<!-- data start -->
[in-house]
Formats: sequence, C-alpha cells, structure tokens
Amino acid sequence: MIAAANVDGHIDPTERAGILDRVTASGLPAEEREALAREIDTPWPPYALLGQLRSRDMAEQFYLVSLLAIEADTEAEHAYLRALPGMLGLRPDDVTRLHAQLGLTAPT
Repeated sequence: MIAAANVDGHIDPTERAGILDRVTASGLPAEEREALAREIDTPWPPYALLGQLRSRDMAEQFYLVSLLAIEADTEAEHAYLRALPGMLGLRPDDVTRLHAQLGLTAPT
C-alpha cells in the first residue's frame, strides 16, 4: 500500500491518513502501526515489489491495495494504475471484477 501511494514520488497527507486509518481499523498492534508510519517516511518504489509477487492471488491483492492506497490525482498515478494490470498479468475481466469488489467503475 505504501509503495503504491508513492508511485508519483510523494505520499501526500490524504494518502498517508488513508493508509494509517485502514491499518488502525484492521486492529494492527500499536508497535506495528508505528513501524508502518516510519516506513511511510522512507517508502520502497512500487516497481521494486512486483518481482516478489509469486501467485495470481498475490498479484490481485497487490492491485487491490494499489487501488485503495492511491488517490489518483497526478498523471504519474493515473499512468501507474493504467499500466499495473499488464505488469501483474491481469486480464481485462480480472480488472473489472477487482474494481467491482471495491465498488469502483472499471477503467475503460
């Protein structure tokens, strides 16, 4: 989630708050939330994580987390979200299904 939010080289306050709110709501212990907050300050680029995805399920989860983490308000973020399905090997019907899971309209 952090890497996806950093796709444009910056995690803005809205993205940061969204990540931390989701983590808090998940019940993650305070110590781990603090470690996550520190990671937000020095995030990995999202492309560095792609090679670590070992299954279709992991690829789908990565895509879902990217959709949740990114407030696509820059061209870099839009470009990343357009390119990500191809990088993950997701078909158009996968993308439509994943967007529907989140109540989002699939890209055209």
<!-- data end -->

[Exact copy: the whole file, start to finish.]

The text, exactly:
[in-house]
Formats: sequence, C-alpha cells, structure tokens
Amino acid sequence: MIAAANVDGHIDPTERAGILDRVTASGLPAEEREALAREIDTPWPPYALLGQLRSRDMAEQFYLVSLLAIEADTEAEHAYLRALPGMLGLRPDDVTRLHAQLGLTAPT
Repeated sequence: MIAAANVDGHIDPTERAGILDRVTASGLPAEEREALAREIDTPWPPYALLGQLRSRDMAEQFYLVSLLAIEADTEAEHAYLRALPGMLGLRPDDVTRLHAQLGLTAPT
C-alpha cells in the first residue's frame, strides 16, 4: 500500500491518513502501526515489489491495495494504475471484477 501511494514520488497527507486509518481499523498492534508510519517516511518504489509477487492471488491483492492506497490525482498515478494490470498479468475481466469488489467503475 505504501509503495503504491508513492508511485508519483510523494505520499501526500490524504494518502498517508488513508493508509494509517485502514491499518488502525484492521486492529494492527500499536508497535506495528508505528513501524508502518516510519516506513511511510522512507517508502520502497512500487516497481521494486512486483518481482516478489509469486501467485495470481498475490498479484490481485497487490492491485487491490494499489487501488485503495492511491488517490489518483497526478498523471504519474493515473499512468501507474493504467499500466499495473499488464505488469501483474491481469486480464481485462480480472480488472473489472477487482474494481467491482471495491465498488469502483472499471477503467475503460
């Protein structure tokens, strides 16, 4: 989630708050939330994580987390979200299904 939010080289306050709110709501212990907050300050680029995805399920989860983490308000973020399905090997019907899971309209 952090890497996806950093796709444009910056995690803005809205993205940061969204990540931390989701983590808090998940019940993650305070110590781990603090470690996550520190990671937000020095995030990995999202492309560095792609090679670590070992299954279709992991690829789908990565895509879902990217959709949740990114407030696509820059061209870099839009470009990343357009390119990500191809990088993950997701078909158009996968993308439509994943967007529907989140109540989002699939890209055209």